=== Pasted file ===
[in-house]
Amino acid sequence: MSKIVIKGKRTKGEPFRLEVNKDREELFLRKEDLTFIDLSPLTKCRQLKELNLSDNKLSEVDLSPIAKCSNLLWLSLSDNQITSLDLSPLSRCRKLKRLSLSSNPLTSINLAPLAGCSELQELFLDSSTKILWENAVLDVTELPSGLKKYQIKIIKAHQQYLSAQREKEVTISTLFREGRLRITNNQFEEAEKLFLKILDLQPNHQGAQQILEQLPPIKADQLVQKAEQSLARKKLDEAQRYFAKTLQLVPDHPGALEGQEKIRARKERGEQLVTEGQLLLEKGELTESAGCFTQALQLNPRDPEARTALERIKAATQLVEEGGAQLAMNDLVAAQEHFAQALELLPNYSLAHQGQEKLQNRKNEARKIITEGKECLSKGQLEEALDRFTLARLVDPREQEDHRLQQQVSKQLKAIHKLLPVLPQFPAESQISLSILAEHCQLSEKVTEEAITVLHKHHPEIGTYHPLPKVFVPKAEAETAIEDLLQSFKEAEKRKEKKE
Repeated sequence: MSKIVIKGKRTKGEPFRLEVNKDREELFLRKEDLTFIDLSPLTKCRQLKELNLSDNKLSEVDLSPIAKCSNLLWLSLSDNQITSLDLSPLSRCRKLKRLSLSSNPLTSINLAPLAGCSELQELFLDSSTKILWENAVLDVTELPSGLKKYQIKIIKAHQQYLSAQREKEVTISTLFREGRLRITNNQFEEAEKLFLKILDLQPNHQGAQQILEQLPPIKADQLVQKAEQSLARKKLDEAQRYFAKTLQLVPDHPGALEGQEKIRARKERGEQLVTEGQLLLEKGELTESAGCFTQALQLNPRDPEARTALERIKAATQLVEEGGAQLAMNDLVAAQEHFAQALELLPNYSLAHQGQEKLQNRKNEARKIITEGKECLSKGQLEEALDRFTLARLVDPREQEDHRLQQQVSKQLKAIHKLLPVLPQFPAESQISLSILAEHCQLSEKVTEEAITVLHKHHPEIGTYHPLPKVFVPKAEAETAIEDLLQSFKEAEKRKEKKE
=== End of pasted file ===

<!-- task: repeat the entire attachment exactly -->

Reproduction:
[in-house]
Amino acid sequence: MSKIVIKGKRTKGEPFRLEVNKDREELFLRKEDLTFIDLSPLTKCRQLKELNLSDNKLSEVDLSPIAKCSNLLWLSLSDNQITSLDLSPLSRCRKLKRLSLSSNPLTSINLAPLAGCSELQELFLDSSTKILWENAVLDVTELPSGLKKYQIKIIKAHQQYLSAQREKEVTISTLFREGRLRITNNQFEEAEKLFLKILDLQPNHQGAQQILEQLPPIKADQLVQKAEQSLARKKLDEAQRYFAKTLQLVPDHPGALEGQEKIRARKERGEQLVTEGQLLLEKGELTESAGCFTQALQLNPRDPEARTALERIKAATQLVEEGGAQLAMNDLVAAQEHFAQALELLPNYSLAHQGQEKLQNRKNEARKIITEGKECLSKGQLEEALDRFTLARLVDPREQEDHRLQQQVSKQLKAIHKLLPVLPQFPAESQISLSILAEHCQLSEKVTEEAITVLHKHHPEIGTYHPLPKVFVPKAEAETAIEDLLQSFKEAEKRKEKKE
Repeated sequence: MSKIVIKGKRTKGEPFRLEVNKDREELFLRKEDLTFIDLSPLTKCRQLKELNLSDNKLSEVDLSPIAKCSNLLWLSLSDNQITSLDLSPLSRCRKLKRLSLSSNPLTSINLAPLAGCSELQELFLDSSTKILWENAVLDVTELPSGLKKYQIKIIKAHQQYLSAQREKEVTISTLFREGRLRITNNQFEEAEKLFLKILDLQPNHQGAQQILEQLPPIKADQLVQKAEQSLARKKLDEAQRYFAKTLQLVPDHPGALEGQEKIRARKERGEQLVTEGQLLLEKGELTESAGCFTQALQLNPRDPEARTALERIKAATQLVEEGGAQLAMNDLVAAQEHFAQALELLPNYSLAHQGQEKLQNRKNEARKIITEGKECLSKGQLEEALDRFTLARLVDPREQEDHRLQQQVSKQLKAIHKLLPVLPQFPAESQISLSILAEHCQLSEKVTEEAITVLHKHHPEIGTYHPLPKVFVPKAEAETAIEDLLQSFKEAEKRKEKKE